2 vs 4 RAM Modules – Are There Any Differences?

CG Director Author Christopher Harperby Christopher Harper   /  Updated 

In the battle of 2 vs 4 Sticks of RAM, what are the real-world benefits, and do they apply to all platforms equally?

Today, I’m going to walk you through those questions and more, to help you make an informed decision whenever it comes time to choose between 2 or 4 RAM Modules.

Understanding RAM Channels: Why The Number of RAM Sticks Matters

Have you ever wondered what those “D”s in “DDR4 RAM” or “DDR5 RAM” actually mean?

DDR stands for “Double Data Rate”, and it refers to the unique ability of DDR RAM to double its effective speed by having at least one other identically-specced RAM stick to synchronize with.

SDR vs DDR

This means if you paid for 3200 MHz RAM but only have a single stick, you’re actually running at 1600 MHz…or worse, if you didn’t also enable XMP or your equivalent setting.

In order for RAM to run at its proper speed, it needs to be at the very least in a Dual Channel configuration with 2 or 4 sticks.

Single Channel vs Dual Channel

On a more technical note, even proper 2 Stick RAM kits being advertised at numbers like 3200 MHz aren’t actually running at 3200 MHz.

What’s really happening is that each stick is running at 1600 MHz, but the “Double Data Rate” allows for a final effective speed of 3200 MT/s, or Megatransfers per second.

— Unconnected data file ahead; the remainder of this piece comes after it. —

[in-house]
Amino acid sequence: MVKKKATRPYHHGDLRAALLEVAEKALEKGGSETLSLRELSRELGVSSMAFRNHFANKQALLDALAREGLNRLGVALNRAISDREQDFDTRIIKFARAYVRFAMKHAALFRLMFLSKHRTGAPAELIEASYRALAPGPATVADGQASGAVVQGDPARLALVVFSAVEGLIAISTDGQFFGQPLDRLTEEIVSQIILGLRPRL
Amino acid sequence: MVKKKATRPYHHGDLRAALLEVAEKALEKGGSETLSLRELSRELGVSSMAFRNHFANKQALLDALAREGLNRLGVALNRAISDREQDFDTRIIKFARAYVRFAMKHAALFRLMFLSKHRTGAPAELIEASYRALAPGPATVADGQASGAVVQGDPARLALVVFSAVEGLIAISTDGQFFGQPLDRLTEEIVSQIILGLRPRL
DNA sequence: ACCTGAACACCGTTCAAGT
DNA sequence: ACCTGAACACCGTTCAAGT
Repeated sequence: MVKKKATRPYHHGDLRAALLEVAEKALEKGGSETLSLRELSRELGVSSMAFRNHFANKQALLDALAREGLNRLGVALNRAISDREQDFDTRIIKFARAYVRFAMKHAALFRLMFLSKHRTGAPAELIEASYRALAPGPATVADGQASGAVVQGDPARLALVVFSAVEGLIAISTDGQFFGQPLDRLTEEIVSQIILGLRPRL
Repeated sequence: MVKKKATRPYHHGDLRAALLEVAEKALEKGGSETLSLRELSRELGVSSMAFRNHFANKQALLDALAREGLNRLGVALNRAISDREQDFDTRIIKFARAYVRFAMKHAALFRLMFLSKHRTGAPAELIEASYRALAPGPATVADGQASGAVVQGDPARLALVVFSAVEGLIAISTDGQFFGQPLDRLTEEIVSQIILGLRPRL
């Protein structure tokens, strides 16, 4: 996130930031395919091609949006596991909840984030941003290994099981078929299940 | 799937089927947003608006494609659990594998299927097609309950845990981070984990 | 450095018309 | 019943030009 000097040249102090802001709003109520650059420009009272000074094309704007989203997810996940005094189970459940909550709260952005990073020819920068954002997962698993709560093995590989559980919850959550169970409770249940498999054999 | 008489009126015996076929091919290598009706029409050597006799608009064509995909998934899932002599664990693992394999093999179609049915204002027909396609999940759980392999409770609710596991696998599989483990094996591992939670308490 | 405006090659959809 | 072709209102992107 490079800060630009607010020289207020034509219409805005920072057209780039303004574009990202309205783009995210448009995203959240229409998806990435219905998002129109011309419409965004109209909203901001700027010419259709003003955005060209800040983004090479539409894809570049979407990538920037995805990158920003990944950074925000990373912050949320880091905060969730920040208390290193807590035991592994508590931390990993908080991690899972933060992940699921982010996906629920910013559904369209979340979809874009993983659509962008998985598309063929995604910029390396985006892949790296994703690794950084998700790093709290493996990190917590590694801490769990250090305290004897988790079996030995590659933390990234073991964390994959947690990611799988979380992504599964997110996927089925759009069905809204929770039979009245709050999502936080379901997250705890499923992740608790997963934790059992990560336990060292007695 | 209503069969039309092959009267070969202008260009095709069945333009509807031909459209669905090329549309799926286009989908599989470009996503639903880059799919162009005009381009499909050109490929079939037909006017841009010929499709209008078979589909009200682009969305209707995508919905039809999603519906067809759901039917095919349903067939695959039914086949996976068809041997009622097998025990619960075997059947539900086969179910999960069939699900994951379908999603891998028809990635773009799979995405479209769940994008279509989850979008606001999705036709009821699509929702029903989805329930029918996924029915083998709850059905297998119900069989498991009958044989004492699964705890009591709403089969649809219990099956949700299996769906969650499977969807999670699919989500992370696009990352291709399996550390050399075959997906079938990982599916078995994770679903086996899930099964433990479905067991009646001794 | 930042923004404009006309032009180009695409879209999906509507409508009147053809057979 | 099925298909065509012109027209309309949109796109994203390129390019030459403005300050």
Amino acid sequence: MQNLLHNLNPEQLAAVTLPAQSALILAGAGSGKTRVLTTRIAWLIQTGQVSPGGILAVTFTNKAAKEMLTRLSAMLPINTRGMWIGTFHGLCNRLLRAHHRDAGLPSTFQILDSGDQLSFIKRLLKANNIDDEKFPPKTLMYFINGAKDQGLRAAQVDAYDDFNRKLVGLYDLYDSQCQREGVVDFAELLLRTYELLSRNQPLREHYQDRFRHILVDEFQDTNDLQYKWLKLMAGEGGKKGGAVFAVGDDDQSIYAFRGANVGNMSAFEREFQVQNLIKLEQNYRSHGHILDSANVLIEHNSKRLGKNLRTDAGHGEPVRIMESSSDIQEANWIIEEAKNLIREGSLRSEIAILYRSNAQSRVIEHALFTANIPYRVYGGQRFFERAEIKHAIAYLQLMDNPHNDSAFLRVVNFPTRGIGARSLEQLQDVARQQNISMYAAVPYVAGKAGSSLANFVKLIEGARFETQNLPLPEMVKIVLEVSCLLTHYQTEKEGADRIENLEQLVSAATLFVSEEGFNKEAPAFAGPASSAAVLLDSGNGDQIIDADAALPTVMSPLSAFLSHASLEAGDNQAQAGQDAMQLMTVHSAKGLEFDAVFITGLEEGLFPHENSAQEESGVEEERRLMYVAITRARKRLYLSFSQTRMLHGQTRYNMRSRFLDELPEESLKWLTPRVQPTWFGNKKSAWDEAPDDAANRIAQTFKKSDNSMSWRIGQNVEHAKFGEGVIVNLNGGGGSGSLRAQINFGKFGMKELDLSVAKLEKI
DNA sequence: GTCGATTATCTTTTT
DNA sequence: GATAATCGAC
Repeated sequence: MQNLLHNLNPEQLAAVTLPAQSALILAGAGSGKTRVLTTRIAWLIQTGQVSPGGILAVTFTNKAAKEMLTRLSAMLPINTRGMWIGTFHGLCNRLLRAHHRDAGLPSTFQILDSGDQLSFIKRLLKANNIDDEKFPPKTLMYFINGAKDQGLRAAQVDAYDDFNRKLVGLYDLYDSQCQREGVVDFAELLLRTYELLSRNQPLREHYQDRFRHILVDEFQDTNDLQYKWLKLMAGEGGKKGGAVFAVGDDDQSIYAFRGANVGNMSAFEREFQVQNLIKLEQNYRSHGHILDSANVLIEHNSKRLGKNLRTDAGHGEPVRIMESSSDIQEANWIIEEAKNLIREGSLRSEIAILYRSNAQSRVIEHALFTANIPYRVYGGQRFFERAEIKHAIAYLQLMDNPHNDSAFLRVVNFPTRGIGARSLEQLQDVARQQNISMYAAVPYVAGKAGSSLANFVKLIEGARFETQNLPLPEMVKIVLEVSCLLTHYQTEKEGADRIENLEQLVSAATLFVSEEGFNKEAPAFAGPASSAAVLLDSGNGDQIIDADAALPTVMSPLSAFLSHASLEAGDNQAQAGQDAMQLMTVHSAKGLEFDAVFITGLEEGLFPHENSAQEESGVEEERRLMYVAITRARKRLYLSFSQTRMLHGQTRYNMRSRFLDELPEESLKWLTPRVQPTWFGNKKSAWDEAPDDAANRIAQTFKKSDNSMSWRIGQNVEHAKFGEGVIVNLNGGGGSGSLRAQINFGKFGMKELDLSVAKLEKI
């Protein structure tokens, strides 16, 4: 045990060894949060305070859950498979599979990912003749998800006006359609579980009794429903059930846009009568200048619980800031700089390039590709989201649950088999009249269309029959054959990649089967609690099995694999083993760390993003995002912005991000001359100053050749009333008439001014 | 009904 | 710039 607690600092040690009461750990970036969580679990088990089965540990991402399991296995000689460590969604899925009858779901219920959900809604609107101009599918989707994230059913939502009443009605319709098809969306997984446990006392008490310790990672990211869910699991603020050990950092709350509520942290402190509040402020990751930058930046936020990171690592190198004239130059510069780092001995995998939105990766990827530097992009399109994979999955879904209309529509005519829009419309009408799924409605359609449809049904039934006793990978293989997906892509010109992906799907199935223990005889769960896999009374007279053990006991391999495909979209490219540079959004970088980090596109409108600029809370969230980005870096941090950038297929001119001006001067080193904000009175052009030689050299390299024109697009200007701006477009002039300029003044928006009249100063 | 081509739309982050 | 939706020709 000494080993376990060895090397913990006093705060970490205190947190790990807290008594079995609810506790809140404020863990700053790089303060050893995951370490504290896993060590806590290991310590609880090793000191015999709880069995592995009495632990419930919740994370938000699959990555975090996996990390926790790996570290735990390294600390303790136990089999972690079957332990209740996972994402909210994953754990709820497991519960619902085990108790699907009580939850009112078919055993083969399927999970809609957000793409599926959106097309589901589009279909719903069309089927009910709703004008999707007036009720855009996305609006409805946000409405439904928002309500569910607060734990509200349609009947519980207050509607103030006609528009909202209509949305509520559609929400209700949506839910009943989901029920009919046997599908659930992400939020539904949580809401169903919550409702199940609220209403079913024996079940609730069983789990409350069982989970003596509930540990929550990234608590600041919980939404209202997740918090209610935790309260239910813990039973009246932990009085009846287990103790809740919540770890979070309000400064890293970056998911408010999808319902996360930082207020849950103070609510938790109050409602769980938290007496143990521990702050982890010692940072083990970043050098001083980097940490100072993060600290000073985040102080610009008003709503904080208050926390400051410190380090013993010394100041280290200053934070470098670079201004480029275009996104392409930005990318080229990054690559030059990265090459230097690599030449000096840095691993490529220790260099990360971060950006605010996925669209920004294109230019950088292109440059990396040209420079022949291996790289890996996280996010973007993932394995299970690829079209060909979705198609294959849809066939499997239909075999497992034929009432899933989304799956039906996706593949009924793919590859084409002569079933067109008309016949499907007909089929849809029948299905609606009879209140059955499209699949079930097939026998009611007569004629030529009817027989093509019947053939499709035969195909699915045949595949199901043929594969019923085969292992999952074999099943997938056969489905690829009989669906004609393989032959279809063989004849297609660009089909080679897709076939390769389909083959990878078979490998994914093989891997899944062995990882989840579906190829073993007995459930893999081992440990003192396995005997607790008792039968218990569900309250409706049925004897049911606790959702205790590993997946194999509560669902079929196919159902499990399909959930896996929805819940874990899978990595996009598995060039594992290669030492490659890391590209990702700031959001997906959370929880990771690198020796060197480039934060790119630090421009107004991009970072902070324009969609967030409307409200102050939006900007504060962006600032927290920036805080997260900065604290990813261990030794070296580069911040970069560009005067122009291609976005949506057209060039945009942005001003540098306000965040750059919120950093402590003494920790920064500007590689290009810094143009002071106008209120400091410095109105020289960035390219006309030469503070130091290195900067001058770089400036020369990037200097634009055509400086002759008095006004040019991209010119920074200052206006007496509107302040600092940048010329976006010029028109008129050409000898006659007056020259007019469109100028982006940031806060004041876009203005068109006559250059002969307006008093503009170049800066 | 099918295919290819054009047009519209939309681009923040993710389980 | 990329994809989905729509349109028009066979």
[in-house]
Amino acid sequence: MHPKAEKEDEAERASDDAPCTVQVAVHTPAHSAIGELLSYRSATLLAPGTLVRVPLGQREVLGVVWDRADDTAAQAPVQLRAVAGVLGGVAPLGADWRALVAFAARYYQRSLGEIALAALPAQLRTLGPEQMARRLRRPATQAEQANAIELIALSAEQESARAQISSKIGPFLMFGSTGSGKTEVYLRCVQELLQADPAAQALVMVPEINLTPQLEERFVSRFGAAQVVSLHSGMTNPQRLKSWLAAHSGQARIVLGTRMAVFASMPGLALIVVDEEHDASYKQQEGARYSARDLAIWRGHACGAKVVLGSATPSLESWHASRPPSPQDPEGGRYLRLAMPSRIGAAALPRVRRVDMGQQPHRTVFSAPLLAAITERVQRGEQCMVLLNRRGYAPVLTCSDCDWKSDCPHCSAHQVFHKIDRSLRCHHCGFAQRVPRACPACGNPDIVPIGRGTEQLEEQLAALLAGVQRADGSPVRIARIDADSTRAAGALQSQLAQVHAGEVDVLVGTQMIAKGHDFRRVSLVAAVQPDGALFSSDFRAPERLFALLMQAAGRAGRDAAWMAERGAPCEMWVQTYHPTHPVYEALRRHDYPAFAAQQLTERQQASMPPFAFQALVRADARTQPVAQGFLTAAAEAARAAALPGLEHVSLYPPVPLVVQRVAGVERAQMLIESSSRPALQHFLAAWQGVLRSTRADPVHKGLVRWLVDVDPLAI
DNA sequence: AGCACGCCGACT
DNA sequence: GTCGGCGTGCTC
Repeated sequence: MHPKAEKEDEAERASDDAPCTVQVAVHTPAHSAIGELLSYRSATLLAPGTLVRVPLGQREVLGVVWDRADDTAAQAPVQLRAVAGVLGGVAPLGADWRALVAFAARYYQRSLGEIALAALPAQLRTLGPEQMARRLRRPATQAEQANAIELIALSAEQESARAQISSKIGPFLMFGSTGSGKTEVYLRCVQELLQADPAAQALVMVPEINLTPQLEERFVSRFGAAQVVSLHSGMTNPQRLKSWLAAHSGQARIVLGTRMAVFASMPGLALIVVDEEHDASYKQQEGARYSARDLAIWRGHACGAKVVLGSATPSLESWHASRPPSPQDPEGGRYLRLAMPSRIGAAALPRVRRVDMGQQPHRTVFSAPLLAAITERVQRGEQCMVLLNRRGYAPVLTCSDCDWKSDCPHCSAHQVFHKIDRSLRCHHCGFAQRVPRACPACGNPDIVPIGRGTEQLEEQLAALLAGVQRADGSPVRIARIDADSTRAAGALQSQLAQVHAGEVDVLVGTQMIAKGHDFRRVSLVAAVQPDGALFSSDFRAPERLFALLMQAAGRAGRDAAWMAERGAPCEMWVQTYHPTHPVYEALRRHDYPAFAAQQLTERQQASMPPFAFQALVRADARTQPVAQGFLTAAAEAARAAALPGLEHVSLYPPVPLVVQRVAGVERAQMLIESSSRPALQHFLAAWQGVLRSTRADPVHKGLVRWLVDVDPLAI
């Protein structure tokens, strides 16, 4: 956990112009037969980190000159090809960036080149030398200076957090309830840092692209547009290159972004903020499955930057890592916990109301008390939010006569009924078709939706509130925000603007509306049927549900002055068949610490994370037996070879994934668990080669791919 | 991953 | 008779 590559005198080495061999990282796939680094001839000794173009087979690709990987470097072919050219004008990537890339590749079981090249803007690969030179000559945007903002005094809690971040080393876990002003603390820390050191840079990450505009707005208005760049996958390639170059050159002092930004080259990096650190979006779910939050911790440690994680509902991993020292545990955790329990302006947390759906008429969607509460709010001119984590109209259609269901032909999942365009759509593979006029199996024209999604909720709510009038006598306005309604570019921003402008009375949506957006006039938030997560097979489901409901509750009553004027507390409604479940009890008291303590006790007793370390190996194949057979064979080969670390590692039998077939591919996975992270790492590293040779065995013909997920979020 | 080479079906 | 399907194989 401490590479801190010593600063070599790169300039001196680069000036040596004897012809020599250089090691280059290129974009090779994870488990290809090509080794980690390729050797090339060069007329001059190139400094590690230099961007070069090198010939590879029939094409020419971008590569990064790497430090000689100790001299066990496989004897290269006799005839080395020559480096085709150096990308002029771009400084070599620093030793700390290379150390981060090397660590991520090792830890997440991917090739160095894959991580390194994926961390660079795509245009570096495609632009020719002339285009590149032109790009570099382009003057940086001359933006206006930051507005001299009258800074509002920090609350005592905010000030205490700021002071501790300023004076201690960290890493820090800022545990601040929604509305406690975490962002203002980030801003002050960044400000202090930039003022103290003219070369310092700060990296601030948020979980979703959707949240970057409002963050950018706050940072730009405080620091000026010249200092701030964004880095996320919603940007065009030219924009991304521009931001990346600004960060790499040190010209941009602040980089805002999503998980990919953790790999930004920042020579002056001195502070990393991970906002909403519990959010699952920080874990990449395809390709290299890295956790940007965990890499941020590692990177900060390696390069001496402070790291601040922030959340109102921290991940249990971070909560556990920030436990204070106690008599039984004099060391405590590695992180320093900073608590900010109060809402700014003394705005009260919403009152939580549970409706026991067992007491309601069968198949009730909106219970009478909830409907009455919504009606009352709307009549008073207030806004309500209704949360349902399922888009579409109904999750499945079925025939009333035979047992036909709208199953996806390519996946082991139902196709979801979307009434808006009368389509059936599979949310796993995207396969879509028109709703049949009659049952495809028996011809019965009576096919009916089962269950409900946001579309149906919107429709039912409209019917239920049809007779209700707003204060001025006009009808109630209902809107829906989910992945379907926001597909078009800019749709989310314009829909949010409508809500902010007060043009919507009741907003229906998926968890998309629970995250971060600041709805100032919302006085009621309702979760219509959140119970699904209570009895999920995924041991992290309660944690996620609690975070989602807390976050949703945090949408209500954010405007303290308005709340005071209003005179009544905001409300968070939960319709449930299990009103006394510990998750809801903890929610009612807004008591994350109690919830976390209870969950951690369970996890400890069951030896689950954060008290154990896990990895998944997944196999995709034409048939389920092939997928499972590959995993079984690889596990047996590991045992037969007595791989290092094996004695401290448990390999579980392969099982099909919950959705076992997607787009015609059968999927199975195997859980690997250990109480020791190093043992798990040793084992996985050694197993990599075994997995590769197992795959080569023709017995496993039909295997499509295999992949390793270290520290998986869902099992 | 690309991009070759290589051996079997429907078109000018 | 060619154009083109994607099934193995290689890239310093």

Most companies just prefer to advertise the final MT/s number as MHz so as not to confuse the end-user, though, and I prefer not to introduce extra confusion if I don’t have a reason to.

With 2 or 4 RAM sticks, you’ll be able to run your RAM in a Dual or sometimes even Quad Channel configuration.

4 RAM sticks don’t necessarily guarantee Quad Channel, since that’s a feature largely relegated to HEDT (High-End Desktop) and server motherboards.

However, you can still use 4 RAM sticks with many motherboards restricted to Dual Channel, and as we’ll discuss in this article, you can still see a benefit from it.

Even once you’re using 2 or 4 RAM sticks in a Dual or Quad Channel configuration, you’ll still be limited to stock speeds until you open up your BIOs.

In order to match the speed that’s actually on the box, you’ll want to enable XMP or your AMD BIOs’ equivalent setting.

Does Quad Channel Double The Speed Again?

So if Dual Channel allows 2 Sticks of RAM to double up on their effective speed by working together, does Quad Channel allow 4 Sticks of RAM to quadruple their effective speed by working together?

Unfortunately, no.

However, you will see some improvements to memory bandwidth if your motherboard actually supports Quad Channel. This is useful in scenarios where you may be limited by memory bandwidth rather than memory capacity or memory speed.

The Curious Case of Ryzen 5000 & 2 vs 4 Sticks of RAM

As it turns out, one of the most prominent cases of 2 vs 4 Sticks of RAM in recent memory actually coincided with the launch of AMD’s Ryzen 5000 processors.

Basically, different but reputable reviewers were running the new processors in different memory configurations.

Some were running with 2 sticks of RAM and others were running with 4 sticks of RAM.

Since Ryzen 5000-compatible motherboards only support Dual Channel, even for 4 Sticks, one would assume that there wouldn’t be a significant performance impact by using 4 Sticks.

After all, the biggest boost from 4 Sticks of RAM is supposed to come from running them in a proper Quad Channel configuration.